Liam Hartley-Wright, email marketing manager at catering digital marketing specialists Fat Media, says: “In the wake of GDPR, you may be concerned about your email marketing activity, especially if your database has reduced in size after deleting old contacts. But, rather than a penalty, GDPR should actually be looked at as a great opportunity – your database may be smaller, but it’s now filled exclusively with people who want to hear from you, and with a little nurturing, can become a loyal and frequent customer base.”
Liam offers his top tips to grow sales from your database:
Opt in options
“A great way to grow your subscriber list is to give users options when they sign up. Do they want to hear about special offers, events, or company news? By using simple check boxes, you can allow people to indicate their preferences, which means that they are more in control of the content they will go on to receive. This is turn means they will be more engaged when you do send campaigns to them – so it really is win-win.
“Using a preference centre like this, rather than having a simple in or out choice, also means that you are more likely to keep users for at least some of your messages. For example, a user who feels they are receiving too much contact may opt out of two of the three lists you have. If you only have the one master list, they would simply unsubscribe altogether.
“A note of caution, there is such a thing as too much choice! While it’s very beneficial to give a couple of options for people to choose from, no-one wants to scroll through a huge list of topics, especially if they are responding on their mobile. Think about how you can broadly group your campaigns, giving your subscribers a short list of clear and distinct choices.
“To keep your subscribers engaged and interested in your email campaigns, the key is personalisation. That doesn’t mean that you have to collect hundreds of pieces of data (in a GDPR-compliant manner!) about your subscribers. The chances are, you probably have enough information to create thoughtfully personalised campaigns as it is.
“For example, if you have postal address data, you can personalise by location and promote a user’s local branch or venue. Or, use their purchase history to promote similar products they are likely to have an interest in.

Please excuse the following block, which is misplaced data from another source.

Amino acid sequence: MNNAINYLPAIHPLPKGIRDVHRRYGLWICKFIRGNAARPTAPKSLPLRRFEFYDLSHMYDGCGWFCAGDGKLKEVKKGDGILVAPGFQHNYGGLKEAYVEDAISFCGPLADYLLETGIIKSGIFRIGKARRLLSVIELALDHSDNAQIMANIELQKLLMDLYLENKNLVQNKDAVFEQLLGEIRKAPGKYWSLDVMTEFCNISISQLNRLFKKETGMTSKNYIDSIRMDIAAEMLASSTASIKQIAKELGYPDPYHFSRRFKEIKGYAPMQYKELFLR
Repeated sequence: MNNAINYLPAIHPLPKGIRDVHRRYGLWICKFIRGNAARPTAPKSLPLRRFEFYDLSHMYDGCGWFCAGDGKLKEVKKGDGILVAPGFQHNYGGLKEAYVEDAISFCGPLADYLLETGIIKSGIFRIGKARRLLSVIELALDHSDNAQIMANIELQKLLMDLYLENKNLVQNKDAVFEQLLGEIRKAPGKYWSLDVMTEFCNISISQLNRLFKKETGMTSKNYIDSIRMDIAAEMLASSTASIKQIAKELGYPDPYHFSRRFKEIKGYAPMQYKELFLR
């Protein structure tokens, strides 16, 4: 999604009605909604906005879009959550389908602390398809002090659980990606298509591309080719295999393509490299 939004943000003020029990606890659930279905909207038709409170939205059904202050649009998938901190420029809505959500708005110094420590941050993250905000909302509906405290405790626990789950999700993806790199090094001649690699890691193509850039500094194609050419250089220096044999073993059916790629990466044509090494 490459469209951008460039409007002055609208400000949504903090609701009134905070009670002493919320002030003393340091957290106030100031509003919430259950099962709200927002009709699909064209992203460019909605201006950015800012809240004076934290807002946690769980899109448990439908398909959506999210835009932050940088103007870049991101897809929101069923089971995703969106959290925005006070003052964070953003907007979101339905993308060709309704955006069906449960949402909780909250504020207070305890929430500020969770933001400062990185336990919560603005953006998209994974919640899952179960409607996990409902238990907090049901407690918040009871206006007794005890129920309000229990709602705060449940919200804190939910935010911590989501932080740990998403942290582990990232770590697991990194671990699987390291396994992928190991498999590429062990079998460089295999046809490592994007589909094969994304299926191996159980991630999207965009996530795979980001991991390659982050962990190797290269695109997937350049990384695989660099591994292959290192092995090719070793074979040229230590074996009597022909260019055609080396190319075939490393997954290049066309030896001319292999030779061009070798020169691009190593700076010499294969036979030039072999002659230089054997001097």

“Many email service providers will give you the option to use dynamic content, meaning you can assign different text and image variations to show to different members of your audience. It’s a great time saver as it means rather than duplicating your campaign for each audience segment, you just set the variations and it does the rest for you, for example altering the address details to reflect their local outlet.
“Personalisation is key to generating results and it is a tactic that has proven its worth time and again for our clients. For example we recently did some work with the Daffodil Hotel and Spa to promote their rooms and hospitality offers through direct mail. The e-shots were ran post Christmas using the hotel’s consumer database, targeting customers looking for special post Christmas break offers with tailored content which combined enticing imagery along with key words. The results were huge, a 29% open rate and a 2,500% return on investment. The campaign won best email campaign of the year from industry body Adestra, however it was based on a simple tactic, personalisation combined with engaging content. We targeted specific customers at a specific time post Christmas with the tailored messages and imagery and the tactic paid dividends.
Test and learn
“You may think you know what your subscribers want, but A/B testing continues to be the best way to know for sure. If you’re not familiar with the term, it’s where you create two versions of an email, and send each to a portion of your database. Your email service provider then sends the best performing version to send to the remaining portion of your database. It is most commonly used with subject lines, though that is just the start of the possibilities.
“A/B testing can also be used for things like call-to-action colour or placement, the images you choose, copy variations – in fact pretty much anything!
“We’ve used A/B testing widely with clients like Hipping Hall and Hillbrooke Hotels, it’s a simple way to really refine your direct mail, and make sure it has the impact. One thing that’s key though, is to just test one thing at once! If you test a layout, copy change and button placement, how do you know which is the element driving the improved results? By testing one element at once, over the course of a few campaigns you will soon know the optimum composition of your emails.”
If you get can the recipe of content, testing and targeting right, then direct mail is both one of the most cost effective and high impact tools to generate sales. So consider GDPR an opportunity to get those databases working to their maximum potential!
by Liam Hartley-Wright, email marketing manager at catering digital marketing specialists Fat Media